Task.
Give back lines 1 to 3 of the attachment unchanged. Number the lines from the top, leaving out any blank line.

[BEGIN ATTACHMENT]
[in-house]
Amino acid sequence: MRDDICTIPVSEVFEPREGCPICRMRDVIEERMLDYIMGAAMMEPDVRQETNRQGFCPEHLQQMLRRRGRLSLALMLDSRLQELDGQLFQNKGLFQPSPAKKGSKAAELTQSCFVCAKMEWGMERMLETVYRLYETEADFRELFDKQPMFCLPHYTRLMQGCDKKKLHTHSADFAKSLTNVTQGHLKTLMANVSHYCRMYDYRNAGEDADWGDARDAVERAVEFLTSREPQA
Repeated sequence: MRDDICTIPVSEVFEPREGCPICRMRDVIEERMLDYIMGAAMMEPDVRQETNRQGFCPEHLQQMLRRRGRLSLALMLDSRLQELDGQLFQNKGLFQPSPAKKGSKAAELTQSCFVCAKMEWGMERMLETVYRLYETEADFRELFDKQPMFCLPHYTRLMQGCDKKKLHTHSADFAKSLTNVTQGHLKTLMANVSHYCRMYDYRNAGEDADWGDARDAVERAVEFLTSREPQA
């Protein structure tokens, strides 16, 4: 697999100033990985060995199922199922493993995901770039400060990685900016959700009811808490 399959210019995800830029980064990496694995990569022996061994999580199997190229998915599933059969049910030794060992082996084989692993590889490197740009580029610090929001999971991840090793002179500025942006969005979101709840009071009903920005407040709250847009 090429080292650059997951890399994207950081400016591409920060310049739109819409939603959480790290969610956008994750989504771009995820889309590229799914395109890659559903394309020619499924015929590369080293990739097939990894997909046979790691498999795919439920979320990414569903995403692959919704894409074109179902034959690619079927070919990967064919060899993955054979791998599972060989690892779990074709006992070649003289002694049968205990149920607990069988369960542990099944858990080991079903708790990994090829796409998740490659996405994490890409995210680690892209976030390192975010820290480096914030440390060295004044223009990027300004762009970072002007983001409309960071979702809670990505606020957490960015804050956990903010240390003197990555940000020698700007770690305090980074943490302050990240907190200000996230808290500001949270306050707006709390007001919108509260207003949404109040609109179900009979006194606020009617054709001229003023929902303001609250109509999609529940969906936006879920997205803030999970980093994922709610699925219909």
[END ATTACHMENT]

[in-house]
Amino acid sequence: MRDDICTIPVSEVFEPREGCPICRMRDVIEERMLDYIMGAAMMEPDVRQETNRQGFCPEHLQQMLRRRGRLSLALMLDSRLQELDGQLFQNKGLFQPSPAKKGSKAAELTQSCFVCAKMEWGMERMLETVYRLYETEADFRELFDKQPMFCLPHYTRLMQGCDKKKLHTHSADFAKSLTNVTQGHLKTLMANVSHYCRMYDYRNAGEDADWGDARDAVERAVEFLTSREPQA
Repeated sequence: MRDDICTIPVSEVFEPREGCPICRMRDVIEERMLDYIMGAAMMEPDVRQETNRQGFCPEHLQQMLRRRGRLSLALMLDSRLQELDGQLFQNKGLFQPSPAKKGSKAAELTQSCFVCAKMEWGMERMLETVYRLYETEADFRELFDKQPMFCLPHYTRLMQGCDKKKLHTHSADFAKSLTNVTQGHLKTLMANVSHYCRMYDYRNAGEDADWGDARDAVERAVEFLTSREPQA